Find metropolitan style at affordable prices at the best cheap hotels in NYC. Whether you’re looking to learn about the city’s roots in a historical landmark or toast the best martinis on rooftop bars, our roundup of inexpensive hotels offers something for everyone. And because you won’t be breaking the bank on outlandish amenities, you won’t feel guilty splurging on those Broadway shows you’ve been dying to see.
RECOMMENDED: Full guide to the best hotels in NYC
Best cheap hotels in NYC
This midtown gem’s prime location, modern rooms and inspiring lobby make it the perfect pick for an economical stay in Manhattan. The hotel’s sleek yet whimsical aesthetic can be credited to famed designer Philippe Starck, who created an airy lobby wonderland reminiscent of an ivy covered greenhouse.
Opened in 1907 as the American Seaman’s Friend Society Sailors Home, the 14-story landmark was a residential hotel when hoteliers Eric Goode and Sean MacPherson took it over and renovated it. The wood-paneled rooms were inspired by vintage train sleeper compartments—there’s a bed (or bunk bed) with built-in storage and brass hooks for hanging up your clothes, but also iHome docks and wall-mounted flat-screen TVs (in the Captain’s Cabin).
The dark-wood interior, moody lighting and lilting jazz music make musician René Calvo’s Harlem inn feel more like a 1930s speakeasy than a 21st-century B&B. The airy suites, named for Harlem Renaissance figures such as Chester Himes and Cozy Cole, have restored tin ceilings, a quirky mix of junk-store furnishings and working sinks in original antique cabinets.
Two young real-estate developers have transformed a 1927 Bowery flophouse into a stylish take on a hostel. Quarters are decorated with vintage prints and historical photographs illuminated by light bulbs encased in 1930s and 1940s mason jars. The immaculate (gender-segregated) communal bathrooms have rain showerheads and products from local spa Red Flower, while the guest lounge is outfitted with chesterfield sofas, chandeliers, a huge LCD TV and an assortment of international style mags.
The Carlton Arms Art Project started in the late 1970s, when a small group of creative types brought fresh paint and new ideas to a run-down shelter. Today, the site is a bohemian backpackers’ paradise and live-in gallery—every room, bathroom and hallway is festooned with outré artwork. The place gets booked early, so reserve well in advance.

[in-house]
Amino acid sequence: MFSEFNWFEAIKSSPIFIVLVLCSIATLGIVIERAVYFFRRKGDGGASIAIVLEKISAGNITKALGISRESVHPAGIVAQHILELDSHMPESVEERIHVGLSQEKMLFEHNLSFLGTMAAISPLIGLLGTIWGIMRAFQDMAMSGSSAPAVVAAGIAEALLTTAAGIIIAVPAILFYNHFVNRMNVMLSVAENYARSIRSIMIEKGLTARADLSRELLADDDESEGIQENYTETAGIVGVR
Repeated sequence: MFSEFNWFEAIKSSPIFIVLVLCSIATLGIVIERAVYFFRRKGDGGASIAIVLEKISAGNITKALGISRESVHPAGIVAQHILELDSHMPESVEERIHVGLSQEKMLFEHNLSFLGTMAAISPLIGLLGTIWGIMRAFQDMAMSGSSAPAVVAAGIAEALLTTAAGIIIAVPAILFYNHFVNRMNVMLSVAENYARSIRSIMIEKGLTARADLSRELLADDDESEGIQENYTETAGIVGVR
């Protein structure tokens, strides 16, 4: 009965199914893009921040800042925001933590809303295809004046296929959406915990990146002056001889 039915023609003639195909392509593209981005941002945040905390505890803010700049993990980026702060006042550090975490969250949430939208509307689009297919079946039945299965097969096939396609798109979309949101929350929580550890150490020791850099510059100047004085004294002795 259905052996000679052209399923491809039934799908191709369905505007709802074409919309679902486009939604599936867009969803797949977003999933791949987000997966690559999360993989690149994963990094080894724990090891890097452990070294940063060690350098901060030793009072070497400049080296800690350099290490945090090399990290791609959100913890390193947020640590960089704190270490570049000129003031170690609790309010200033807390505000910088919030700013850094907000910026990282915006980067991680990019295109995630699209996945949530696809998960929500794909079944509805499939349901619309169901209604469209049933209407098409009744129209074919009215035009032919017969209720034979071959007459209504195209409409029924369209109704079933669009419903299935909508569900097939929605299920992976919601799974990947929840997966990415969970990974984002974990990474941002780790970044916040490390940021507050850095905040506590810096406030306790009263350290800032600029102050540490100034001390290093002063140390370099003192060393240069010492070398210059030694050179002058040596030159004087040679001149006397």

Formerly the New Mills Hotel, the newly opened Moxy Times Square proves you can have it all—affordability, comfort and style. Relax in a Yabu Pushelberg-designed room thoughtfully outfitted with 100 percent Egyptian cotton linens and an oversize walk-in rain shower. Once recharged, head on over to one of five in-house dining spaces—we recommend a sunset cocktail at Magic Hour, New York’s largest all-season indoor-outdoor hotel rooftop bar and lounge featuring a rotating carousel, putt-putt golf course, topiary garden and stunning views of the Empire State Building.
What started as a high-rise office building in its past life is now a 21-story, 197-room boutique hotel nestled in the Upper East Side. Here, sweeping river and bridge views from oversize windows cohabitate with flat-screen TVs, iHome docking stations and other modern chrome-and-wood accents.
Situated in the heart of Manhattan’s hippest hood, Orchard Street Hotel is perched next to some of New York City’s most iconic restaurants, bars and music venues. What the 50-room Lower East Side property lacks in amenities, it makes up for in location and price point.
Located in the heart of Manhattan, the Millennium Broadway offers guests a front row seat to the endless action of Times Square. The glitz and glamour of Broadway is so close you can actually access the Hudson Theater via the hotel lobby. Keep an eye out for special packages that include tickets to the current show.
The funky, budget-friendly Pod hotel group has uptown, midtown, Times Square and Brooklyn locations. Featuring flat screen TVs, desks and complimentary Wi-Fi, Pod 51 is a great pick for those who want to spend ample time exploring the city but still want a comfortable place to rest their feet after a long day of hitting the pavement.